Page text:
And daringly, with your delight, o earth, and sorrow:
      His will it is to be like nature,
         The mother of gods, and all-embracing.

Ah! hence from your heart's reach his exuberance
   Drives him, earth, your gifts and tender trammels
      Are all for nought; wild he is
         And something better is what he looks for.

Leaving his fragrant meadow inland, man
   Must set forth on blossomless deep waters;
      And though his orchard shine with fruit,
         Gold like the night of stars, he digs his

Tunnels in the hills, and scans the shaft, aloof
   From his father's calm light, and more,
      Disloyal to the sungod, who bears no love
         For slavish men and mocks care.

For forest birds more freely breathe, although
   Man's heart more gloriously soars aloft,
      And he, seeing the future, dark,
         Must see death and alone fear it.

And in persistent fright and pride man wields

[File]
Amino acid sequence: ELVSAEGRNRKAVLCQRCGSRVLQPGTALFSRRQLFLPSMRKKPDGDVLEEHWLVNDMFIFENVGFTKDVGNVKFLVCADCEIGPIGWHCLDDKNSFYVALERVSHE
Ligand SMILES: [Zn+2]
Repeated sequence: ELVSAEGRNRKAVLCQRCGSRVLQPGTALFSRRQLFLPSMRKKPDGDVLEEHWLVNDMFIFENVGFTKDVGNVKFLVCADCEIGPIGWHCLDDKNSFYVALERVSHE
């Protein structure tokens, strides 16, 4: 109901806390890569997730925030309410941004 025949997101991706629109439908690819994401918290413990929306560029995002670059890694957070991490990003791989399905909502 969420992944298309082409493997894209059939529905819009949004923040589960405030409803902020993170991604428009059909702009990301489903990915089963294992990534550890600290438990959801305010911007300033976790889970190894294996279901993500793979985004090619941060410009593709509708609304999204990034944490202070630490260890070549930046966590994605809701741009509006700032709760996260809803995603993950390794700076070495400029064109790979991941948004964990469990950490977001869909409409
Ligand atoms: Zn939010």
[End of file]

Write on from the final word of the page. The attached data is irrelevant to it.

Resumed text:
Weapons against all that breathes; in feuds
      He burns his life out, and his peace,
         Fragile, flowers but little time.

Of all his fellow beings, man, is he not
   Most full of bliss? So fate, balancing all,
      Ever more deep and rushing, grips
         Yet his strong inflammable heart.

(trans Christopher Middleton)

Source: Friedrich Holderlin and Eduard Morike - Selected Poems

826. Night Above the Avenue, by W. S. Merwin

The whole time that I have lived here
at every moment somebody
has been at the point of birth
behind a window across the street
and somebody behind a window
across the street
has been at the point of death
they have lain there in pain and in hope
on and on
and away from the windows the dark interiors
of their bodies have been opened to lights
and they have waited bleeding and have been frightened
and happy
unseen by each other we have been transformed
and the traffic has flowed away
from between them and me
in four directions
as the lights have changed
day and night
and I have sat up late
at the kitchen window
knowing the news
watching the paired red lights
recede from under the windows down the avenue
toward the tunnel under the river
and the white lights from the park rushing toward us
through the sirens and the music
and I have awakened in a wind of messages

Source: Migration: New & Selected Poems

827. From Muturai, by Avvaiyar

Base men angered split like cracked stone.
Decent men, like pieces of cracked gold.
                                                            Bow still in hand
The cut shot through the water closes. Like that,
The anger of great men.

(trans Thomas H. Pruiksma)

Source: Give, Eat, and Live: Poems of Avvaiyar